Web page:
Fighting the war on weeds in SEQ: What to look out for and what to do


Weeds are invasive plants that are able to spread very quickly, and have devastating impacts on primary industries, natural ecosystems, and human and animal health. Weeds are estimated to cost Queensland $600 million every year.

Invasive species can have serious impacts on threatened and vulnerable species, including many found in the Ramsar listed Moreton Bay Wetland.

Under the National Weeds Strategy, 32 introduced plants were identified as Weeds of National Significance (WONS) including Asparagus weeds, Bitou bush¸ Cat’s claw creeper and Lantana.

Have you seen the Bitou Bush weed? It has glossy green leaves and yellow flowers and can be found on dunes where it spreads fast, smothering native vegetation as it goes.

Bitou bush out-competes and, in many cases, eliminates, native flora on coastal dunes. It was originally planted in New South Wales and parts of Queensland to revegetate coastal dunes following sand mining.

You must manage the impacts of Bitou bush on your land and must not give away, sell or release Bitou bush into the environment.

It is important you report all sightings to Biosecurity Queensland within 24 hours.

More information:

Identifying and reporting invasive plants helps to minimise the impacts that weeds can have on our environment and ecosystem. Unfortunately, they can be very difficult to identify, and can sometimes be confused with plants that are not invasive, including native or endangered species. Some weeds look very different in their juvenile and mature stages.

It’s important to correctly identify weeds to ensure that control methods are effective and appropriate. Some factors to consider are where and when the plant grows, its shape, size, leaf form and flower colour.

With all this in mind, if you come across what you suspect is an invasive species, it is important to try and identify the weed and then report it.

There are a range of resources and tools available to help you identify and report weeds:

Wiping out weed at home: Tips from Brisbane City Council

  • Choose native or non-invasive plants when planting in your garden.
  • Use this tool to identify weeds in your yard and plan to remove and replace with native alternatives.
  • Consider volunteering with your local catchment or Habitat Brisbane group to help control weeds in your local area.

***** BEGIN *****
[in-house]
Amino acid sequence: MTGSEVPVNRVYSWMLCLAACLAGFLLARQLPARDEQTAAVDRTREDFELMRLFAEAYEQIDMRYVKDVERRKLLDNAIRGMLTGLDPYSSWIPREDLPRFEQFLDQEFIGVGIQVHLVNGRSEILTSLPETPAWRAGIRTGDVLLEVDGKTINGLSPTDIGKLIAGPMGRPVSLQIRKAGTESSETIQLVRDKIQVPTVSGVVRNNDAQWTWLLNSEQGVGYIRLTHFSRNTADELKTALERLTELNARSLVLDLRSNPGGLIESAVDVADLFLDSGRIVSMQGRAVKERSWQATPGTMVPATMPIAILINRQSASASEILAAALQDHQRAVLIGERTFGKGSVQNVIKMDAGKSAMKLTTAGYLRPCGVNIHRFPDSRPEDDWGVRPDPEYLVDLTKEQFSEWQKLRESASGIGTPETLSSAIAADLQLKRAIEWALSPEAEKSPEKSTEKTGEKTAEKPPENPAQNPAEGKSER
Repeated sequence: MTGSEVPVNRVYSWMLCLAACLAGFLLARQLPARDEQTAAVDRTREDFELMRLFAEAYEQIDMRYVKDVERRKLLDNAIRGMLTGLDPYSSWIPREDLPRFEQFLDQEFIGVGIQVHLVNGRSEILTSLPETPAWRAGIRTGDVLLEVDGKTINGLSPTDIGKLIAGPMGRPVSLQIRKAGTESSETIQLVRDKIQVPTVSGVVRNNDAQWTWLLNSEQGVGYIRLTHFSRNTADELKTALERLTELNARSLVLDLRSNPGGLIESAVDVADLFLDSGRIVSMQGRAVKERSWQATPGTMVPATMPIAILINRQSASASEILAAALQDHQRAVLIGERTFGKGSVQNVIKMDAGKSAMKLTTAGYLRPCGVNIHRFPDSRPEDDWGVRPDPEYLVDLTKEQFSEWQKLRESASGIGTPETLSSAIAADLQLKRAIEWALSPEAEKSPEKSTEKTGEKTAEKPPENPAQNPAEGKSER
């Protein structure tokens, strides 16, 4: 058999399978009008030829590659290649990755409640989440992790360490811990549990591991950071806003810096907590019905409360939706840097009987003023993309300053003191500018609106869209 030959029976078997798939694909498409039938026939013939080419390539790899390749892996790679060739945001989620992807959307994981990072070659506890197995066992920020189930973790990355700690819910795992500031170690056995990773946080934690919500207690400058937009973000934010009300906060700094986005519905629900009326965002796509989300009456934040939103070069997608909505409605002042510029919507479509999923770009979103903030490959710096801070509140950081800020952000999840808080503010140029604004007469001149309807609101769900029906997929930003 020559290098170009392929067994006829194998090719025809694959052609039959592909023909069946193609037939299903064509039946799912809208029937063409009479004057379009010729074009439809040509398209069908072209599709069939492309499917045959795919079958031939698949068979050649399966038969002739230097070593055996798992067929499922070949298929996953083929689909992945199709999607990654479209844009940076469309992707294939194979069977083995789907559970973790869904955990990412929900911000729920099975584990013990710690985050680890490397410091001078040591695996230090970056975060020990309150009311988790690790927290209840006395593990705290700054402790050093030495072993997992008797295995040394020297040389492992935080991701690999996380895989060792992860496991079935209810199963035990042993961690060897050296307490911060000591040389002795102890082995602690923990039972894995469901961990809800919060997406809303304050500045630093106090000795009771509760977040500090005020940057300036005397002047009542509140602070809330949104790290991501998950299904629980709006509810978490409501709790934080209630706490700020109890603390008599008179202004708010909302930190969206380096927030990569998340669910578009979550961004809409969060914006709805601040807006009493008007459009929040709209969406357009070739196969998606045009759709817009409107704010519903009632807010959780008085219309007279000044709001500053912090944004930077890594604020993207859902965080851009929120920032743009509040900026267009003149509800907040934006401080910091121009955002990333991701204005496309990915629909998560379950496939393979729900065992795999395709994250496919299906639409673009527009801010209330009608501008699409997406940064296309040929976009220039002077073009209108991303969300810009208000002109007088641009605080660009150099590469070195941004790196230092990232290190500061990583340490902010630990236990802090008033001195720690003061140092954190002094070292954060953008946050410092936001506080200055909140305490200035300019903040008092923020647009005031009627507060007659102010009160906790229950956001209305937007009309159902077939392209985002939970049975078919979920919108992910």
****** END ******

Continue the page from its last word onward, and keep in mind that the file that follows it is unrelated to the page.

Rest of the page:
It’s important to dispose of weeds safely. After removing weeds, dispose of them using weed disposal practices recommended by authorities. Never dump weed cuttings, lawn cuttings or garden plants in bushland or other areas where they may spread. Never dump aquatic weeds in drains or waterways.


Striga asiatica, red witchweed, is a declared Class 1 pest plant.


Methods of controlling weeds

There are a range of methods used to control weeds including slashing and mowing, stem injection and foliar spray. Learn more about these methods below.


Slashing and mowing


Used for removing large areas of unwanted herbs and grasses that are not currently seeding.


Stem scraping


Used on unwanted small shrubs and vines with thin, relatively soft bark. Scrape one side of the stem to expose the growing layer. Within 15 seconds apply herbicide to the scrape.


Cut stump method


Suitable for unwanted small shrubs, large trees, woody plants and vines without aerial tubers. Cut completely through the stems or trunk and apply herbicide within 15 seconds.


Stem injection


Used on unwanted trees with a diameter of more than 10 centimetres. Make horizontal cuts around the trunk and apply herbicide within 15 seconds.


Basal bark treatment


Suitable for unwanted thin-barked woody weeds and trees. The stem or trunk must be sprayed with herbicide from ground level to a height of 30 centimetres.


Foliar spray


Used on unwanted shrubs, grasses and dense vines. Spray individual and small clumps of weeds with diluted herbicide.
Complete removal


This technique is used for unwanted plants which regrow from bulbs, tubers or other plant parts, such as runners. Remove all plant parts by hand pulling.


Source: Brisbane City Council


Some of these methods of removing weeds are utilised in our SEQ Weed Control Program, one of the most extensive invasive vine weed management projects undertaken in South East Queensland. Up to 148km of creek bank has been cleared of destructive weeds such as Cats Claw Creeper and Madeira over the past four years.

Where physical removal of the weeds has not been possible, biological control agents have been released into infestation to help stem the growth and spread of invasive vine weeds.


Preventing weed spread: advice for farmers

Weeds can cause serious economic, environmental and social problems for farmers. who play an important role in preventing weeds from spreading.

You can use the following strategies to prevent weeds from spreading on and from your property.

  • Develop weed plans, protocols and procedures.
  • Know the major weeds in your area. Contact your local council, Weed Spotter group, Bushcare group or Landcare group for more information.
  • Develop a pest management plan.
  • And many more tips that can be found



The SEQ Weed Removal Project is supported by Moreton Bay Regional Council and Seqwater.

The Moreton Bay Ramsar Wetland Project is supported by Healthy Land and Water, through funding from the Australian Government’s National Landcare project.

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